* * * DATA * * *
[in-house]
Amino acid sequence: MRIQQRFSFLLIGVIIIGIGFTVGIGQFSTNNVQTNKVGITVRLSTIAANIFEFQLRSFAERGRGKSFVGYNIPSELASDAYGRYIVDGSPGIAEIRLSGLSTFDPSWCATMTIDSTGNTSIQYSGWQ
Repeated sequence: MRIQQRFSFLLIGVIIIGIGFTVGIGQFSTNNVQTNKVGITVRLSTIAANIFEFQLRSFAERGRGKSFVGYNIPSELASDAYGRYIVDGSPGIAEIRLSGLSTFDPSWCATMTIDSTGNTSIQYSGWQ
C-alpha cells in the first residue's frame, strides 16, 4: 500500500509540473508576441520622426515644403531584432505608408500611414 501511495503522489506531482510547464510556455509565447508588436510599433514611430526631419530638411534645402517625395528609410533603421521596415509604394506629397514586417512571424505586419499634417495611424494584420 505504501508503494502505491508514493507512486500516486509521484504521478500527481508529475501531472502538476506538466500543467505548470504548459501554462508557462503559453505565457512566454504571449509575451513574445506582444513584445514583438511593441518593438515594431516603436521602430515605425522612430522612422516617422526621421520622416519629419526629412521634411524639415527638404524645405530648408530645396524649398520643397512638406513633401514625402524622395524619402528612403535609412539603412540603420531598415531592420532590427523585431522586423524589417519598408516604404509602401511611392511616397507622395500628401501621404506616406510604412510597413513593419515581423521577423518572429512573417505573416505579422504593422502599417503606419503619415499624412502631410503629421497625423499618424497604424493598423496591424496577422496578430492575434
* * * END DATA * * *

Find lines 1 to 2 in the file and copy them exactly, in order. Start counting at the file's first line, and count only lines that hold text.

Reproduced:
[in-house]
Amino acid sequence: MRIQQRFSFLLIGVIIIGIGFTVGIGQFSTNNVQTNKVGITVRLSTIAANIFEFQLRSFAERGRGKSFVGYNIPSELASDAYGRYIVDGSPGIAEIRLSGLSTFDPSWCATMTIDSTGNTSIQYSGWQ